According to an article written by Ashuthi Kanneganti in the Queen’s University Journal, “The issue with participation trophies is they promote a disheartening concept: that failure is something to be ashamed of.”

Kanneganti goes on further to say, “Failure can shed light on our shortcomings, and making mistakes is necessary for personal growth.” And the article continues by describing how such practices leave children unprepared to face real life failures later on in life, such as college or university. Many of them have difficulty coping with these failures as they grew up without ever having to face them. (https://www.queensjournal.ca/story/2018-09-10/opinions/participation-trophies-are-creating-a-weaker-generation/)

Another interesting perspective is from Dr. Jonathan Fader, Sports Psychologist, who wrote an interesting article in Psychology Today, in which he explains how trophies and accolades may not be in the best interest of the winners or the losers; pride should be had in the win based on your effort and not the trophy at all! (https://www.psychologytoday.com/ca/blog/the-new-you/201806/should-we-give-our-kids-participation-trophies)

So in a world where some schools in the world have adopted a No Child Left Behind mindset, where is the happy medium? Certainly, I was never a “sporty kid” while growing up. Health issues and lack of popularity saw to that. But as I trained in the martial arts, I remember the literal blood, sweat and tears that went into each and every belt rank I achieved. I also had the benefit of knowing that when I wore that belt, it was with the knowledge that I had earned that level of skill and I was entitled to wear that belt with pride, unlike some modern karate schools where you can earn a black belt in two years! (Which is impossible to do properly, by the way.)

Failing at things, regardless of what category of life they fell under, taught me the value and importance of recognizing my skill level and knowing what I had to work on. For most kids, if you reward them even if they failed or lost, you may be teaching them that trying isn’t all that important. After all, why exert yourself if you’ll get rewarded regardless of the outcome?

This has been a hot topic issue for a number of years now, and everyone falls to one side or the other; either they absolutely hate participation trophies or they totally endorse them. I, for one, will be teaching my son that if he wants that black belt, wants that trophy or wants that University degree, he will need to work his proverbial a$$ off and earn it. Otherwise, all we’ll be doing is watering down our society with generations who can’t handle the future. ☯

The Real Holy Trinity

Quite a while ago, I posted about the cycle of life. I tend to forget how long ago, considering I’m close to having posted everyday for almost a year at this point. But given the passage of time, sometimes it becomes acceptable to repeat some of the information I’ve shared. And here we are…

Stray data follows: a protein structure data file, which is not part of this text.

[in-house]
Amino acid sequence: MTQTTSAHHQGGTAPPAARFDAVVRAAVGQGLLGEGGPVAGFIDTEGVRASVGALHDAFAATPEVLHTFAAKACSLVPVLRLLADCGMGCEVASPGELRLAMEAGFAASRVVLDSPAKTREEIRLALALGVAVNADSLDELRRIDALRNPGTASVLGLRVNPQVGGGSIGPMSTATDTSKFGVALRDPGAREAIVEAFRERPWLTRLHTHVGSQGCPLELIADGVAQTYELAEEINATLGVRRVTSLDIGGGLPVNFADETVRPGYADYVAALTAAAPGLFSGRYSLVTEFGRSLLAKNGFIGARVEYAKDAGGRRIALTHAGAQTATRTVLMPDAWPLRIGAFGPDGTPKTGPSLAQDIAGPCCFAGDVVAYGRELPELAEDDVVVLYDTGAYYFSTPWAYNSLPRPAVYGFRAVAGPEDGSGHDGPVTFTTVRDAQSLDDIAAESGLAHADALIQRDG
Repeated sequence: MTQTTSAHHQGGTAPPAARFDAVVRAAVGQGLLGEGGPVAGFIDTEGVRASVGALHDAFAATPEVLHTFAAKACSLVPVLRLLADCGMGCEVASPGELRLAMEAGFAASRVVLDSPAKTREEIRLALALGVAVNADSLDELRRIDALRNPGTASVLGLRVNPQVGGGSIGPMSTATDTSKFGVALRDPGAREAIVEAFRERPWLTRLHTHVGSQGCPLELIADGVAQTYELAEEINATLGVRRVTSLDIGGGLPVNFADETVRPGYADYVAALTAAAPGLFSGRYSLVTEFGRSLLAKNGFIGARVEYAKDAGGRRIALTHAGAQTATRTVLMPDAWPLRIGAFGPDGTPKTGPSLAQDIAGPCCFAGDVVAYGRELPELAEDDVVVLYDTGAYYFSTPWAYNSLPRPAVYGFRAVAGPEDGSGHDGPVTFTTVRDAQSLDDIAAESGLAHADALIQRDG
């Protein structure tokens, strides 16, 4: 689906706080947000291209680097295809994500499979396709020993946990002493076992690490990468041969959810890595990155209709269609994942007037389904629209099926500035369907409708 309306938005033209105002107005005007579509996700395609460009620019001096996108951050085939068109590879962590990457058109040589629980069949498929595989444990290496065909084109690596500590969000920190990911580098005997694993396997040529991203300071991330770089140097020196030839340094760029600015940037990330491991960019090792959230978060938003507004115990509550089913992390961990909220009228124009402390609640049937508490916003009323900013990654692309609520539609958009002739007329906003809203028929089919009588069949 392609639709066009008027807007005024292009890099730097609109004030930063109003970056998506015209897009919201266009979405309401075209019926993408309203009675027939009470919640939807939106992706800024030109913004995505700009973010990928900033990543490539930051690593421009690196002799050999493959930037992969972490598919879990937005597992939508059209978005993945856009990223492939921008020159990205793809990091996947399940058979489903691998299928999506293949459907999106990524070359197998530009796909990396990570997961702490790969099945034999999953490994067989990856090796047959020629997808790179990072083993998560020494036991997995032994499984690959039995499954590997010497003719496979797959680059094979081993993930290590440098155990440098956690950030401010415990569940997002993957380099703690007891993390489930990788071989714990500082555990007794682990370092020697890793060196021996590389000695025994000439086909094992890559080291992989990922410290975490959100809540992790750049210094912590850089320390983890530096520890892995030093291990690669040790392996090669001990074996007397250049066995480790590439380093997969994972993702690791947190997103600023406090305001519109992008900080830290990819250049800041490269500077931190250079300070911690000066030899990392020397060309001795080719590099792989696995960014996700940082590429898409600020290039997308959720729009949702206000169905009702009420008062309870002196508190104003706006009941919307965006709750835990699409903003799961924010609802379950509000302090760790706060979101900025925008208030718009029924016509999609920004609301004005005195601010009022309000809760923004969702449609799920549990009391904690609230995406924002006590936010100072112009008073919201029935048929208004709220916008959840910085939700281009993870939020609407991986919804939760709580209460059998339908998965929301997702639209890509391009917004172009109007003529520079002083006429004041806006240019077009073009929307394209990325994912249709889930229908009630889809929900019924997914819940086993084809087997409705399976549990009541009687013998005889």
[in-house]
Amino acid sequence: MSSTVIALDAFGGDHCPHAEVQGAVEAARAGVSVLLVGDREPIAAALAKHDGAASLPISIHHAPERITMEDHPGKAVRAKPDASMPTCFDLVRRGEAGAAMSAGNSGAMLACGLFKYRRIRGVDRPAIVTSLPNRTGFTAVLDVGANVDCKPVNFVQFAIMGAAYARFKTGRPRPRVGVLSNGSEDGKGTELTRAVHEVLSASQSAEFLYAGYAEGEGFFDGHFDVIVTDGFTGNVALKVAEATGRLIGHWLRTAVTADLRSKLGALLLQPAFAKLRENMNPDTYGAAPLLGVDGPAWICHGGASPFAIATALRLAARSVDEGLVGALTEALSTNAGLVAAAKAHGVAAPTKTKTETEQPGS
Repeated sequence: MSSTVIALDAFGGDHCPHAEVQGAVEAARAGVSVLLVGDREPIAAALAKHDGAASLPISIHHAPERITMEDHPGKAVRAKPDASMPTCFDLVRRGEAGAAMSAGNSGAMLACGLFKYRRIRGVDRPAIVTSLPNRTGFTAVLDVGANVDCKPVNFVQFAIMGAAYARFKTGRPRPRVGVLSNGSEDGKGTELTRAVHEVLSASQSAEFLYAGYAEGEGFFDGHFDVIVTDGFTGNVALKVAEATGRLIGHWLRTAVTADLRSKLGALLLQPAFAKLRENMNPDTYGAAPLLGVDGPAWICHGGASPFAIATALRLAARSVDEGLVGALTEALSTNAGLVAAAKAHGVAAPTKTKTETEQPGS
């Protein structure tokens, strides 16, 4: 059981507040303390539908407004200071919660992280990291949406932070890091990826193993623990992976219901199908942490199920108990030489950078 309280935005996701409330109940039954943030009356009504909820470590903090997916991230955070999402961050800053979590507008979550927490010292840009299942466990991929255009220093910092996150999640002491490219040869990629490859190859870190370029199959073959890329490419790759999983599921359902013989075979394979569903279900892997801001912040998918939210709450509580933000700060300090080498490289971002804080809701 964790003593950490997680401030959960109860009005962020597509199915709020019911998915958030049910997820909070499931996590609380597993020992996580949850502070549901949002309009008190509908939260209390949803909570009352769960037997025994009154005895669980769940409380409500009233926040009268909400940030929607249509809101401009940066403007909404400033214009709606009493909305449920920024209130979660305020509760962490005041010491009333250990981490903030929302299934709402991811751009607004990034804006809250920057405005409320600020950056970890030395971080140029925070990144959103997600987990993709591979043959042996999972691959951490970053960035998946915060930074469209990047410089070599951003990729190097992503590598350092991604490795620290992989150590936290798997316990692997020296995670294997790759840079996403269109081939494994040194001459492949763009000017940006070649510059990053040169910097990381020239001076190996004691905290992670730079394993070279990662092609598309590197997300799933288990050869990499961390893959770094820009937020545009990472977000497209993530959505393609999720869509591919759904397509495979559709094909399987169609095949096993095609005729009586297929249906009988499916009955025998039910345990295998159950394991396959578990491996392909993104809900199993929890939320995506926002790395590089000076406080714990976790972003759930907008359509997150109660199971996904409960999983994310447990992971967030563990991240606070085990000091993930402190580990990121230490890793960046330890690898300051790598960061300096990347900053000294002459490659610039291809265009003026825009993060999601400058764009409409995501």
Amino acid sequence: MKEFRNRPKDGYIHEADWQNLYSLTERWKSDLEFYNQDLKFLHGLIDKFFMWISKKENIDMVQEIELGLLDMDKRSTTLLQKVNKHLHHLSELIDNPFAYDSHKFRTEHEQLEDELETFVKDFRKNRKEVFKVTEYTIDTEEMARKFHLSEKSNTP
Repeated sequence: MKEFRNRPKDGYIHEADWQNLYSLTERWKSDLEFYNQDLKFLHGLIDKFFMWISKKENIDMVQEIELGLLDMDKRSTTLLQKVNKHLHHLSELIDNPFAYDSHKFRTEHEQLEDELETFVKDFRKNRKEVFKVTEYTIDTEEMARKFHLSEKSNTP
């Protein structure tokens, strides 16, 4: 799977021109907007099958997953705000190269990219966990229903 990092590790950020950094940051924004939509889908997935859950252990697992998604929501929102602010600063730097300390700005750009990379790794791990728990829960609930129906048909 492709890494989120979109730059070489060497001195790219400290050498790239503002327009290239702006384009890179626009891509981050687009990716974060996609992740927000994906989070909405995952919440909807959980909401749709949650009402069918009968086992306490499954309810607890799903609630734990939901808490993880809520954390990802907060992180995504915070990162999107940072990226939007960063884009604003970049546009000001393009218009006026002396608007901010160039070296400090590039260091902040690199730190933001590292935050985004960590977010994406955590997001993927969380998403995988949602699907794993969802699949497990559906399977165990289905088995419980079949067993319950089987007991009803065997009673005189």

Ask yourself: what is the one thing that all living things have in common? The correct answer is MOVEMENT. All things that live tend to move. This is true of even the most basic of life forms. Plants move to adjust to the environment and some flowers will even turn with the sun.

So, what does movement create? If you answered ENERGY, you are correct. Think along the lines of a hydroelectric dam. Powerful currents of water sent through turbines that create energy. It’s a proven concept of basic physics that movement promotes energy. Almost like running on a treadmill or wind turbines… Movement creates energy, no doubt.

And guess what? Energy creates life. At the end of the day, whether your beliefs are religious or scientific, one needs to acknowledge that we are all essentially made of the same stuff: energy. Down to our atomic base, we are all composed of energy. And even basic electricity has movement contained within it… Electricity is fundamentally the movement of electrons through a conductor, creating a current.

So here’s the equation: life creates movement, movement creates energy, energy creates life and so on and so forth. It’s a cycle, and an important one. If you remove or lessen any of the three, you jeopardize your health and your life. Think of unplugging your smart device, where the current of electrons stops and it is no longer receiving energy. The device effectively loses its “life”.

Look at it this way: If you happen to be a couch potato, you don’t move much. This means that your energy turns stagnant and non existent and you reduce your ability to maintain your life. In medical terms, you gain weight, your cholesterol rises and you basically die from sitting still.

So keep moving. Keep yourself motivated and energized. Even if it sometimes feels like it’s better or easier to relax and take it easy, your body and health will thank you later. ☯

A Meditative Monday

It’s Labour Day in Canada today. This means that most people have the day off, enjoying the benefits of a long weekend. Labour Day was first introduced in the 1870’s and can be read about in further detail here: https://www.timeanddate.com/holidays/canada/labour-day

So what does one do with an extra day off from work or school? Obviously, meditation is highly recommended. Most people think that meditation involves long hours of chanting or sitting cross-legged. That certainly is one method, but five minutes here or ten minutes there is really all you need.